Arsenal AGM: five questions for Wenger and Kroenke

Payments to Kroenke, Wenger's transfer activity and the manager's accountability to come under scrutiny

Arsene Wenger
(Image credit: Julian Finney / Getty)

Arsenal's annual general meeting, which takes place on Thursday, is shaping up to be another feisty affair after a decidedly mixed start to the season for the Gunners and a summer in which Arsene Wenger signed only one player, goalkeeper Petr Cech.

Club owner 'Silent' Stan Kroenke will be in attendance and will address shareholders, along with Wenger and chief executive Ivan Gazidis.

"The AGM isn't home to the poisonous atmosphere it was at the beginning of the decade," says the Daily Mirror. "Success in the FA Cup and Community Shield has placated some – but supporters paying the highest ticket prices in world football are not easily satisfied."

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There are several key questions that they will want addressed.

Why is Stan Kroenke being paid £3m a year?

Alisher Usmanov, Arsenal's second-largest shareholder, has written to the club ahead of the meeting asking for a detailed explanation of the payment, says the Daily Telegraph.

Last year Arsenal chairman Chips Keswick explained that the payment was for a "wide range of services" provided by Kroenke Sports and Entertainment.

Usmanov "has become sufficiently concerned by the prospect of an annual payment to take the unusual step of writing directly," says the Telegraph. It adds that the two billionaires have not sppken to each other since they began vying for control of the club eight years ago.

That is Arsenal's transfer strategy?

Fans will demand that an independent review is launched into the club's transfer strategy after Petr Cech was the only addition to the first-team squad this summer, reports the London Evening Standard.

The Gunners were the only club in Europe's top five divisions not to sign an outfield player in the summer. "The signing of Petr Cech should have been the beginning of a raft of signings that propelled the Gunners towards being Premier League title favourites," says the Mirror.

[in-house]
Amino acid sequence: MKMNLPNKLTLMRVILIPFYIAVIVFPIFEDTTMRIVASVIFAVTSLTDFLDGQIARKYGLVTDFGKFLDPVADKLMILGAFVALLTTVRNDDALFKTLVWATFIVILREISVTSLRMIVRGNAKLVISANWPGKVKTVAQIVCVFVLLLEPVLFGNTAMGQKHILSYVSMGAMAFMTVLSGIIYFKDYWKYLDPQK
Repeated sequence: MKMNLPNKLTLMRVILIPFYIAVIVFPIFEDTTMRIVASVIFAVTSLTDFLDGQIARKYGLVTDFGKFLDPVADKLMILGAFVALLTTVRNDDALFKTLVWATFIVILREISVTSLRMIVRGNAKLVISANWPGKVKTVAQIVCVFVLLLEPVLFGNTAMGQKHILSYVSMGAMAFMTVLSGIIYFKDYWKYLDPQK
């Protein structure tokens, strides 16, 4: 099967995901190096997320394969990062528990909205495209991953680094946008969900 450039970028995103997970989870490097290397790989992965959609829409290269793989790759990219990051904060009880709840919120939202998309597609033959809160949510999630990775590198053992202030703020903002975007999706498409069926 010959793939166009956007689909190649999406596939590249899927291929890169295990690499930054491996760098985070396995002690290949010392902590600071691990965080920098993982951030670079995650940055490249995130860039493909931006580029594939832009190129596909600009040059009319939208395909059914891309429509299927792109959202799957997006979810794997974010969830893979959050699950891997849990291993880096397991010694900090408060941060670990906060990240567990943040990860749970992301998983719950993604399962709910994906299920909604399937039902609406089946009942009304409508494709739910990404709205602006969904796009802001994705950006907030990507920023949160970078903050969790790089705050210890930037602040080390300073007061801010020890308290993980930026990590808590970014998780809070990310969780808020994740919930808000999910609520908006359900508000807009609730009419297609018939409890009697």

What about ticket prices?

Arsenal season tickets are the most expensive in the country notes the Telegraph. "The board will be asked whether, in the light of the new broadcast deal and unprecedented levels of income, the club can commit to freezing or even reducing ticket prices in the period until 2019."

Questions could also be asked about whether the club supports the call for the introduction of £20 tickets for away fans, who have to travel long distances to see their team in action at the Emirates.

Who does Arsene Wenger work for?

This is a controversial issue, says the Mirror, but one that needs to be addressed.

"Whether Wenger is accountable is not, as Wenger has suggested, a disrespectful question. To ask it does not mean you don't appreciate what he has done for the club or that you want him out. The sentiment currently prevailing at the Emirates seems to be one of support for the manager, but even those fans want to know that he is being properly scrutinised by the Arsenal board."

Who really owns the club?

The number of Arsenal shareholders is at its "lowest level since the company was formed in 1910", reports the Telegraph. The battle between Kroenke and Usmanov has seen the pair buy out many smaller shareholders, and plans to allow normal fans to purchase a small stake in the club have come to naught.

Now the Arsenal Supporters Trust "wants to know if the board will reaffirm its ongoing commitment to plurality of ownership and reassure the remaining shareholders of their importance to the club", says the paper.

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